Julliard had been an amazing experience. Neither Tom nor his parents had expected him to be the top student, not just of his class but of the entire decade. He remembered the trophy and wondered if he could even find it in his dusty attic. It was also at Julliard that his parents had somehow scraped up enough money to purchase a beautiful instrument with a gleaming black body that could sing almost as well as his Stradivarius. If only he had learned martial arts a few years earlier, he might not have had to smash that Strad-copy over the head of a hoodlum while walking home one night.
Flexing his arthritic hands, he wondered how much good his black belt in Ninjutsu would do him now. In the twilight of his years, it almost didn’t seem to matter.
He closed his eyes and ran his thumbnail across the violin strings. The notes were as clear and beautiful as they had been that first week at The Symphony. He could still hear the raucous clapping as the audience rose to its feet to watch him perform a Bheethovenic solo…while also playing the harmonica. Even the conductor had stopped to watch—
“What are you doing, Tom?”
Tom opened his eyes to see a skinny blond boy with severe acne approaching.
“I told you to leave it alone!” The blond boy snatched up the violin and stuffed it into the cloth case beside the bench.
“That’s no way to talk to Boston’s finest violiner,” Tom said.
“We’re called violinists not violiners, you idiot,” the boy quipped. “And if you touch this again I’m going to tell your mom. “
“No respect for your elders,” Tom announced getting to his feet. His aches and pains were suddenly fading away.
“The bell just rang,” the blond boy said.
Knowing he’d already been late twice this quarter, Tom raced toward homeroom. Along the way, he scooped up a rolling basketball and tossed it…to a past teammate who had been kicked out of the NBA for drinking too much Red Bull.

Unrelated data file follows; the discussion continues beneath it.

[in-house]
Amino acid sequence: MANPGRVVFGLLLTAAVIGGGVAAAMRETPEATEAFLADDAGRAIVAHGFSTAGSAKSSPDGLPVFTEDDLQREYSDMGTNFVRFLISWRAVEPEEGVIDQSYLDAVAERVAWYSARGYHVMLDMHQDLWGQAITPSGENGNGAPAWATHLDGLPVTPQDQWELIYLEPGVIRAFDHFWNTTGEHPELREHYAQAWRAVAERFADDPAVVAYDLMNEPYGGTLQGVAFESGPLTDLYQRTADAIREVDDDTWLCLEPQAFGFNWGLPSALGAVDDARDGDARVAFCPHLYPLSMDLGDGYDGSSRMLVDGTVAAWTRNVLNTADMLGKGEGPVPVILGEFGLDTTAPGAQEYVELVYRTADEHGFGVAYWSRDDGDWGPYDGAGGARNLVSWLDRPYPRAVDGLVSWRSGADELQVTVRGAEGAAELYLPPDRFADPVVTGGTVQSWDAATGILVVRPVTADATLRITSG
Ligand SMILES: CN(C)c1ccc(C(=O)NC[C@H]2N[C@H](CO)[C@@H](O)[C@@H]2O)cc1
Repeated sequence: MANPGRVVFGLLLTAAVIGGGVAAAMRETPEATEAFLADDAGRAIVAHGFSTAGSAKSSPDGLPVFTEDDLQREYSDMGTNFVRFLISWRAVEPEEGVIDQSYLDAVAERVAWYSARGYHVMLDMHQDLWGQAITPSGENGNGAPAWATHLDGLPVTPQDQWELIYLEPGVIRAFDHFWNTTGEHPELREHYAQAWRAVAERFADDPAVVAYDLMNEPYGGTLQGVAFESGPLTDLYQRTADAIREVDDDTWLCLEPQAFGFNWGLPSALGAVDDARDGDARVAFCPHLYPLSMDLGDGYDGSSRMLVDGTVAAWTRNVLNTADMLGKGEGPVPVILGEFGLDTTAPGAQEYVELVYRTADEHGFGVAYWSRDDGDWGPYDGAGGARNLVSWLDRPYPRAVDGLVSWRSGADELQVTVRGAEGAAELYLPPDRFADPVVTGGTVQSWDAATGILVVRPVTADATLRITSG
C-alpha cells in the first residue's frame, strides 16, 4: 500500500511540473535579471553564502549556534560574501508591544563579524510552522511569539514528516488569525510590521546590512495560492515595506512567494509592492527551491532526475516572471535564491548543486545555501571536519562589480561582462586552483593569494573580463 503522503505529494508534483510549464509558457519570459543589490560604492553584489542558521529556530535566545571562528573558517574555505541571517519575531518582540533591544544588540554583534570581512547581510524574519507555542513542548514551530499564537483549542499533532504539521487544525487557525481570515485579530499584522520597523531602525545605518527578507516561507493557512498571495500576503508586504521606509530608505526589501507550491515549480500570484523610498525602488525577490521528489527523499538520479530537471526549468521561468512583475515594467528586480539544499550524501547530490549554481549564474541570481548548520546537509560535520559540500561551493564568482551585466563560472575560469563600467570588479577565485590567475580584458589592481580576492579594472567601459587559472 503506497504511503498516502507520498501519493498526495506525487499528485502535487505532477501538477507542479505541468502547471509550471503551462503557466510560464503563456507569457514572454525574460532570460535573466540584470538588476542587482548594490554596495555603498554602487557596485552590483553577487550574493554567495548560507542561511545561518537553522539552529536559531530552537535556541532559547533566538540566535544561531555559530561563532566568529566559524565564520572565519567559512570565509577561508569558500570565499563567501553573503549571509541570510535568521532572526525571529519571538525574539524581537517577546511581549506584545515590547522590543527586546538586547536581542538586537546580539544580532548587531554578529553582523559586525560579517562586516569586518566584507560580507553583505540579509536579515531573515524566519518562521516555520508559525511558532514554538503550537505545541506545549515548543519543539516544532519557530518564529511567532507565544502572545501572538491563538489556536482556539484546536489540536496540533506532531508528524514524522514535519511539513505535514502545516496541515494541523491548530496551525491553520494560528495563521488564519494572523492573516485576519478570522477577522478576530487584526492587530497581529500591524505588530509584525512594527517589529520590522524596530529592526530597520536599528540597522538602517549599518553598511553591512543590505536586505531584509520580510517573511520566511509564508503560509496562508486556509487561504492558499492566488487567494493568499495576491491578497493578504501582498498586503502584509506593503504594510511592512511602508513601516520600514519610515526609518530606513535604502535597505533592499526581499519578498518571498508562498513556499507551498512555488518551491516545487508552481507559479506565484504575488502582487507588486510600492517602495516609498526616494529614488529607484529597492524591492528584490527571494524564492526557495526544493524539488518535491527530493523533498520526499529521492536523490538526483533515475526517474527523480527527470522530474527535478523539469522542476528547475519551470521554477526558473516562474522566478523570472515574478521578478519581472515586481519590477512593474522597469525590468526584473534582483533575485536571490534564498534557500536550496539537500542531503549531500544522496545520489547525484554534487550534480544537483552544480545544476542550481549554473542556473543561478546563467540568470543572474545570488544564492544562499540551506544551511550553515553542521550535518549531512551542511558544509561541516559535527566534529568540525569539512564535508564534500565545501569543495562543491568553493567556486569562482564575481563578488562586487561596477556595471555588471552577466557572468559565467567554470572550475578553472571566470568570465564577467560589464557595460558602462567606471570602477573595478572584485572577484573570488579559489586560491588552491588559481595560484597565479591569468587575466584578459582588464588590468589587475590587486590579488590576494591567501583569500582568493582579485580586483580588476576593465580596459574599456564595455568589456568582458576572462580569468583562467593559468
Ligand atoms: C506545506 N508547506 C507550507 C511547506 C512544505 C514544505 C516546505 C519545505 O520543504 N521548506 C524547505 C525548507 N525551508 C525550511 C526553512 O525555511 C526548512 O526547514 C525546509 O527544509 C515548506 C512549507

“Lebron called last night,” Tom said. “He’s refusing to play unless I sign on with his team.”
3) “Benefit Concert, Come One Come All” by R.C. Drake
The band was scheduled to play at the local bar, for the benefit at 9:00 p.m., sharp. It was 8:50 p.m. now, and so far only Rof, the bass player, and Arty, the drummer had put in an appearance. Rof was steadily thumping away on the huge strings of his monster bass, keeping a constant tempo with his fat webbed foot. He couldn’t take his eyes off the clock on the wall though. It seemed with every pat of his fatty foot, and thump of his glompie hand the clocks incessant tick, permeated the room louder, and louder. He knew that he had told Pimpo several times, the time of the gig. He had fortified his instructions sayiing, “Be there early.” Rof could feel his patience wearing thin. This benefit was for his friend Rippit. Rippit had a very large family, including twenty-one children, sixteen grandchildren and eight great-grandchildren. Of course there were various other additions to the family, that no one was certain of. Rippit had fell off a log, a freak accident, injuring his foot. This injury had prevented him from going to work at the, “Slim Factory,” where he had worked for some six weeks now. Unable to bring home the bugs, so to speak, he was in deperate need of financial assistance. Rof had been talked into the gig by Pimpo in the first place, so now he was very upset at being stood up. Rof was about to call it quits when Pimpo came strolling into the bar with violin in hand. Mighty cheers could be heard, as every frog in the place started jumping up and down and all around. Pimpo waved his fans of, and strode up to the stage like he owned the place. Then he started to play. It turned out to be a wonderful concert, and lots of bugs were donated to Rippit and his various family group. So all in all, Rof was pleased with the outcome. He couldn’t stay mad at his friend for long, after all, no other frog could play the violin like Pimpo